Published under the pseudonym Saint Geraud, a name he found in a French pornographic novel, Bill Knott’s first book contained some of his most powerful and most quoted work, including two poems that could do double duty as epitaphs.
Virtuosic with compact verse, Mr. Knott needed but three lines for his poem “Death”:
Going to sleep, I cross my hands on my chest.
They will place my hands like this.
It will look as though I am flying into myself.
With eight fewer words, “Goodbye” is shorter still:
If you are still alive when you read this,
Close your eyes. I am
Under their lids, growing black.
Widely admired on the page and in the classroom, Mr. Knott taught at Emerson College for more than 25 years, published many books of poetry, self-published uncounted others, and was awarded the Iowa Poetry Prize and a Guggenheim fellowship. He also maintained a sideline of sorts excoriating the poetry establishment, the “PoBiz” whose upper echelons seemed forever closed to an orphan from the Midwest who as a teenager was briefly confined in an insane asylum.
Mr. Knott, who wrote his first book of poetry while working as a hospital orderly, died of complications from heart surgery March 12 in a Bay City, Mich., hospital, not far from his Mount Pleasant, Mich., home. He was 74 and had moved a few years ago back to the state of his youth.
A prolific writer, Mr. Knott published with major houses and minor presses, and he enthusiastically used blogs and Twitter to offer his work free to a new, wider audience. A restless and relentless reviser, he visited stores to revisit his work, pulling his books off shelves, annotating page after page in purple ink, and jotting down for some unknown future reader: “Please note this is a corrected copy.”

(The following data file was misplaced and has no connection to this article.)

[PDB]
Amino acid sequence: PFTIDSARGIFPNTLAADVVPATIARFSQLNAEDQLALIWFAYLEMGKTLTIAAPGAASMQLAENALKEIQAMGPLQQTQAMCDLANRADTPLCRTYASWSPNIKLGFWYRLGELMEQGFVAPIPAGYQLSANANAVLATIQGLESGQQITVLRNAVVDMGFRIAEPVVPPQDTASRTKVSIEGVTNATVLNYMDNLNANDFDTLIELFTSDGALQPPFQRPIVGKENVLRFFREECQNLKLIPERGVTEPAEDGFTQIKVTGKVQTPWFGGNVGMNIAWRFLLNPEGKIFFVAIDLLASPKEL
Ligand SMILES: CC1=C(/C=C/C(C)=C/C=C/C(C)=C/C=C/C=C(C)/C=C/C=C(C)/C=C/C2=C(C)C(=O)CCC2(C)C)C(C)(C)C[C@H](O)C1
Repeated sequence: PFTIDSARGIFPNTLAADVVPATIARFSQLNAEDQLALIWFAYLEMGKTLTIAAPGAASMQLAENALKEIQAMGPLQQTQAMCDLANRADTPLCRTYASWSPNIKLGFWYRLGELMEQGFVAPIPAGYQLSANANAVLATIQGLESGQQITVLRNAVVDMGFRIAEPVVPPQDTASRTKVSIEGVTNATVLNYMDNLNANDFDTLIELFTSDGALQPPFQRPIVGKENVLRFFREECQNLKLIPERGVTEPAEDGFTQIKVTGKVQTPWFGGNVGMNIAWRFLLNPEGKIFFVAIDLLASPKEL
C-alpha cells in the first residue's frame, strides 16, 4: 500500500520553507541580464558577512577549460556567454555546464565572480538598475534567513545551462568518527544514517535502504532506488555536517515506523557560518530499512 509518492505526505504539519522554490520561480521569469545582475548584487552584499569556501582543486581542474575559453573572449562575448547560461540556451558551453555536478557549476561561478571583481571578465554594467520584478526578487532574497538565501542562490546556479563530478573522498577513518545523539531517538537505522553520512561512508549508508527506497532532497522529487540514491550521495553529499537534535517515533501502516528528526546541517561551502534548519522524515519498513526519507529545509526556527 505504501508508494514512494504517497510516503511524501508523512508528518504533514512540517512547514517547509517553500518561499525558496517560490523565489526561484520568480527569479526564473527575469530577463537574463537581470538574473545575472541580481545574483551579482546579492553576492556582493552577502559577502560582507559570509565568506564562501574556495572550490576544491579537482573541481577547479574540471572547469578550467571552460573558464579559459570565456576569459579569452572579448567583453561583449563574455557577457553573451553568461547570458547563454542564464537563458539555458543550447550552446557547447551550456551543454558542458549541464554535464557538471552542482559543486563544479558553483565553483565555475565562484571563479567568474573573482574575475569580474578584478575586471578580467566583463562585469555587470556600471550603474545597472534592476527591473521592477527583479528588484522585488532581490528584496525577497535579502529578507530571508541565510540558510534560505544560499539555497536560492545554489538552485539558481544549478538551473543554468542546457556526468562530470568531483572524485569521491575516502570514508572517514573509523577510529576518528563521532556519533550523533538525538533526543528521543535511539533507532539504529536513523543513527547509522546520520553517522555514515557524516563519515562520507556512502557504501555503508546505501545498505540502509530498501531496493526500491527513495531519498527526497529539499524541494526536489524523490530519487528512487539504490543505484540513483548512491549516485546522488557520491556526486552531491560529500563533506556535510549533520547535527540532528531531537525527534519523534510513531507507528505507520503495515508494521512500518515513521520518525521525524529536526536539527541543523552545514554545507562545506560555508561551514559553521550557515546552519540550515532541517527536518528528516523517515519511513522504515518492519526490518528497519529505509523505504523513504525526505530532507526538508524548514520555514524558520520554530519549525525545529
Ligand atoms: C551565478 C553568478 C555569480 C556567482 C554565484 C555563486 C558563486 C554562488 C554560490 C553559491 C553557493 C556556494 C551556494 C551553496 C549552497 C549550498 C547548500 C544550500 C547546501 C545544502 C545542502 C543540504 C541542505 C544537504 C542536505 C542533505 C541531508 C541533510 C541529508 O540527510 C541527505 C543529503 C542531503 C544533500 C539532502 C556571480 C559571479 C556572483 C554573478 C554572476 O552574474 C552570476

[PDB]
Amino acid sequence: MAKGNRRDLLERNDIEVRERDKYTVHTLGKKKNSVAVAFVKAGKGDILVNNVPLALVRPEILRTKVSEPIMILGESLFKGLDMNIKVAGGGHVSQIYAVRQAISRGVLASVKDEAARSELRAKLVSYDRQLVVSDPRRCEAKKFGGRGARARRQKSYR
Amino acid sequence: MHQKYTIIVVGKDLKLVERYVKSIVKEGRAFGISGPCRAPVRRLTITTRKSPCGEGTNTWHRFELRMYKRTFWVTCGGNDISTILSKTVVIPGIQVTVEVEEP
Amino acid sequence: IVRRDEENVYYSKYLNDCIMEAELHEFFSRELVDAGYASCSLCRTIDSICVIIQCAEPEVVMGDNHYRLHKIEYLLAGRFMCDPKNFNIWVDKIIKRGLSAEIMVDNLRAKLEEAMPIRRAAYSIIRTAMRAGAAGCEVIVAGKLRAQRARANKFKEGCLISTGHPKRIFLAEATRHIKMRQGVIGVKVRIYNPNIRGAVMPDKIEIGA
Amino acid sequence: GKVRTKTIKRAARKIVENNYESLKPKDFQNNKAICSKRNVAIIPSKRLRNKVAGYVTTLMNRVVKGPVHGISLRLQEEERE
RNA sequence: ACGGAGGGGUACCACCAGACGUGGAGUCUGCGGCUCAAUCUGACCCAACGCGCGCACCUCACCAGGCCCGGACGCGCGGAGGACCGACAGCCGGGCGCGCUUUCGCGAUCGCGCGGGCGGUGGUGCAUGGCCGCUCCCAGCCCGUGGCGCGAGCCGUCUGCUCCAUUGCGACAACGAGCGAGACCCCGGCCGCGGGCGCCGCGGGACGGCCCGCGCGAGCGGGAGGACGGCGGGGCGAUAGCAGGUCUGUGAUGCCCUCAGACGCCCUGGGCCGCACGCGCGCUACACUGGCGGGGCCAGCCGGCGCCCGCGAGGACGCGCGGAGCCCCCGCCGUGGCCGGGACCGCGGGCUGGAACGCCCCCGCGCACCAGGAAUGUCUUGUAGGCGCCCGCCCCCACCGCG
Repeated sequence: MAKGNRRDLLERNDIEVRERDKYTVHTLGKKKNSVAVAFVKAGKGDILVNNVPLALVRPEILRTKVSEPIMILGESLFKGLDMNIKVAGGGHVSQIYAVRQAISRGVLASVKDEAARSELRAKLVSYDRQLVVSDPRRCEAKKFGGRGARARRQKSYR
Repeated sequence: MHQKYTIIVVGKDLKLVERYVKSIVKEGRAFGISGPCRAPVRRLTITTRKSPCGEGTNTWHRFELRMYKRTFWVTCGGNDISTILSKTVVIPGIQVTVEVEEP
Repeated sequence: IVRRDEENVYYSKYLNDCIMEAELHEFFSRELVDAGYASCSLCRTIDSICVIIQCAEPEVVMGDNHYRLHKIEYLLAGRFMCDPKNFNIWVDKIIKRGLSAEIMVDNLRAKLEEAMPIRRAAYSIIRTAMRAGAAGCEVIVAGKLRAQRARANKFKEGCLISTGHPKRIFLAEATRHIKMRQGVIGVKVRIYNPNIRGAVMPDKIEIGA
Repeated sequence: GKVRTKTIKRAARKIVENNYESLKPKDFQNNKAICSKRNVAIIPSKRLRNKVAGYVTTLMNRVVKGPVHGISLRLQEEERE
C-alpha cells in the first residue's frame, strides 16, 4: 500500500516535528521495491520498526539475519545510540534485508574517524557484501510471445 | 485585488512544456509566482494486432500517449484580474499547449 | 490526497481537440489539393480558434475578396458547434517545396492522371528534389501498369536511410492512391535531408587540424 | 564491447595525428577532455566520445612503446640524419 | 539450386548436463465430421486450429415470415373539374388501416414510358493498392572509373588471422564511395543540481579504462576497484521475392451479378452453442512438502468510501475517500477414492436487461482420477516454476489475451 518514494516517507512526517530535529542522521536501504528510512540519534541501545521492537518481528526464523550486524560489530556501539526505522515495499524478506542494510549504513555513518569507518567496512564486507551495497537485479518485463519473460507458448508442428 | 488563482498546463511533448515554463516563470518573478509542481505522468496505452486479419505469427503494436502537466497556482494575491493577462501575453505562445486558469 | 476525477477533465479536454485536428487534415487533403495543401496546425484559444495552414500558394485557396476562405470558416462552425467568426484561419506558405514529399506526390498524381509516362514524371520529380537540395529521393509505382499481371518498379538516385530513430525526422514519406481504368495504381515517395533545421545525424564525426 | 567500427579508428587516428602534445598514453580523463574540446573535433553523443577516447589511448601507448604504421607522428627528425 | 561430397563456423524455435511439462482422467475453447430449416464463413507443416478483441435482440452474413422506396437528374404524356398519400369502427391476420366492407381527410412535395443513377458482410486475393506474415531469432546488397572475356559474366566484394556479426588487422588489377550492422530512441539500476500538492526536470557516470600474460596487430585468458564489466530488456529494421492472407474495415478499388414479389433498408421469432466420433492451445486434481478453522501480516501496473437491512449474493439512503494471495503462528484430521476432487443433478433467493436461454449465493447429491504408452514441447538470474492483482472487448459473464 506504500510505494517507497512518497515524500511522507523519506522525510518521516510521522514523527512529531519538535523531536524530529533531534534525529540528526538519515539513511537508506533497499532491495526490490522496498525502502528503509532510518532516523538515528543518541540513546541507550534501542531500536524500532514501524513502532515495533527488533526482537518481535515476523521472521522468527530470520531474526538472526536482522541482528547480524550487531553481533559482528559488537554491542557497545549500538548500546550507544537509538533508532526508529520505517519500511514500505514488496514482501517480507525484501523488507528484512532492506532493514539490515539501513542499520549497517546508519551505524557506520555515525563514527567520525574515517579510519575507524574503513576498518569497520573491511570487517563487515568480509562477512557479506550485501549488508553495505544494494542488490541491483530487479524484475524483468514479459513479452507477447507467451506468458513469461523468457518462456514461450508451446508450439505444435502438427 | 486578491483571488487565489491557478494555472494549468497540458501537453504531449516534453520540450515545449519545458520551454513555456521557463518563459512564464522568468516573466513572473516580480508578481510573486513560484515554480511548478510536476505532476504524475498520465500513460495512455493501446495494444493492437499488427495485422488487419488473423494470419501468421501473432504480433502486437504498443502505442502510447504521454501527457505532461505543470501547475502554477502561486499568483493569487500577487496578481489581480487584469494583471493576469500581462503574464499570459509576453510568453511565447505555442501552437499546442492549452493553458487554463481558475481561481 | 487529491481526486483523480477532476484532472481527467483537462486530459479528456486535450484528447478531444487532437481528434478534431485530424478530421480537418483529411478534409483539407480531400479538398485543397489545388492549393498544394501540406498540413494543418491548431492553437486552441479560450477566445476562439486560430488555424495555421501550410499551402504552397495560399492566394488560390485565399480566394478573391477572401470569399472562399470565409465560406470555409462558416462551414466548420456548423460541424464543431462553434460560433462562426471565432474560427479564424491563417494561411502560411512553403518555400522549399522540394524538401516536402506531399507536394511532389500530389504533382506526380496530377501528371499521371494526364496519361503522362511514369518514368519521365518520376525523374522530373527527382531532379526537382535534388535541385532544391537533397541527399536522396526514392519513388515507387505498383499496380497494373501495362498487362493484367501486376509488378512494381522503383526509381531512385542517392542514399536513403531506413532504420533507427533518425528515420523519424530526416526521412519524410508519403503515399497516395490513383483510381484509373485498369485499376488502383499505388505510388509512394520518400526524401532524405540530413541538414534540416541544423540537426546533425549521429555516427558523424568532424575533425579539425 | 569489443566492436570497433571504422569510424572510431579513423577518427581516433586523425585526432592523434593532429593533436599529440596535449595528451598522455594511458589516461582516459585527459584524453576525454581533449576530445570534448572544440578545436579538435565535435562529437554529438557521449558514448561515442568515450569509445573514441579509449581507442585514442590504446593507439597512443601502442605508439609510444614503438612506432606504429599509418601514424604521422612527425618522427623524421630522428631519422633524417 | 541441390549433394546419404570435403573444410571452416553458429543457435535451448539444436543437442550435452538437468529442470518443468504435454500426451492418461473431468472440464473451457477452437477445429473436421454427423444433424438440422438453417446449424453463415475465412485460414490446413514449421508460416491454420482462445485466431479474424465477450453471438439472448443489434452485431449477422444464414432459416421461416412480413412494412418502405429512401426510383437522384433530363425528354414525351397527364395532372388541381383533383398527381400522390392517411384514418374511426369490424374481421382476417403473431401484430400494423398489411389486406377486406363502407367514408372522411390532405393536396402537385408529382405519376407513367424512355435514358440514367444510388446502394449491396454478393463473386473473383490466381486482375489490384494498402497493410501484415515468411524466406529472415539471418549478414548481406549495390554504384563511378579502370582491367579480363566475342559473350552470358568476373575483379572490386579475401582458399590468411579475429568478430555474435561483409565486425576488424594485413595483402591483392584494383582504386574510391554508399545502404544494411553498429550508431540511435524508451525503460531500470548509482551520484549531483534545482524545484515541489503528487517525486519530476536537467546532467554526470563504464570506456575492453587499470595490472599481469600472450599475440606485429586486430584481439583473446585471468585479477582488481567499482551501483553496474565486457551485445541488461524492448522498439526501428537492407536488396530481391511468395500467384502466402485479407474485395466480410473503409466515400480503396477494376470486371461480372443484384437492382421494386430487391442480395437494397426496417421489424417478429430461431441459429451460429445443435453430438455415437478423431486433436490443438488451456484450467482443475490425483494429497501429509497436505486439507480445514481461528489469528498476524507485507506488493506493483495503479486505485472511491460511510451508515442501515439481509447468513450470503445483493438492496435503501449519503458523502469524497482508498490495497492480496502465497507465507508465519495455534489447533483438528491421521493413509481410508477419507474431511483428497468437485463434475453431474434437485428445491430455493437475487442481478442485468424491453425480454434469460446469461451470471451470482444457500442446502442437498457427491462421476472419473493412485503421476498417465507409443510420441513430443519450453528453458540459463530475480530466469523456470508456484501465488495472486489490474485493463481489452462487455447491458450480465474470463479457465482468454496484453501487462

“You buy a book of his and you find he’s been in there crossing out things,” said the poet Gail Mazur, an Emerson colleague. “I saw him in a bookstore doing it. I loved him for that.”
Although he told one interviewer he thought his work fell “within the minimalist or imagist tradition,” Mr. Knott ranged easily through poetry’s many forms, writing longer works in rhyming couplets, villanelles, sestinas, sonnets, haiku, and one-line bursts that attracted fans such as punk rock musician Richard Hell, who quoted this poem in its entirety on his blog:
Cueballs have invented insomnia as a way to forget eyelids
“How could you Knott love Bill?” Hell asked.
In an introduction to 2007’s “Stigmata Errata Etcetera,” poet Mark Doty wrote that Mr. Knott’s “work has never lost its power to startle.”
Poets Mary Karr and Robert Pinsky, a former US poet laureate, each praised Mr. Knott in The Washington Post’s “Poet’s Corner” feature. In 2008, Karr noted how Mr. Knott exercised the power of brief verse after US bombs accidentally killed children during the Vietnam War:
The only response
to a child’s grave is
to lie down before it and play dead.
“Knott is not the type to win prizes, become the pet of academic critics, or cultivate acolytes,” Pinsky wrote in 2005. “But this thorny genius has added to the art of poetry.”
Thorny, perhaps, but Mr. Knott was also “very funny,” said John Skoyles, a longtime friend who formerly chaired Emerson’s writing, literature, and publishing department. “I think people were a little scared of him, because if you got in an elevator with him, he would stand in the back with his head down. But if you talked with him, he could have you laughing in two minutes, and he was very free with a laugh.”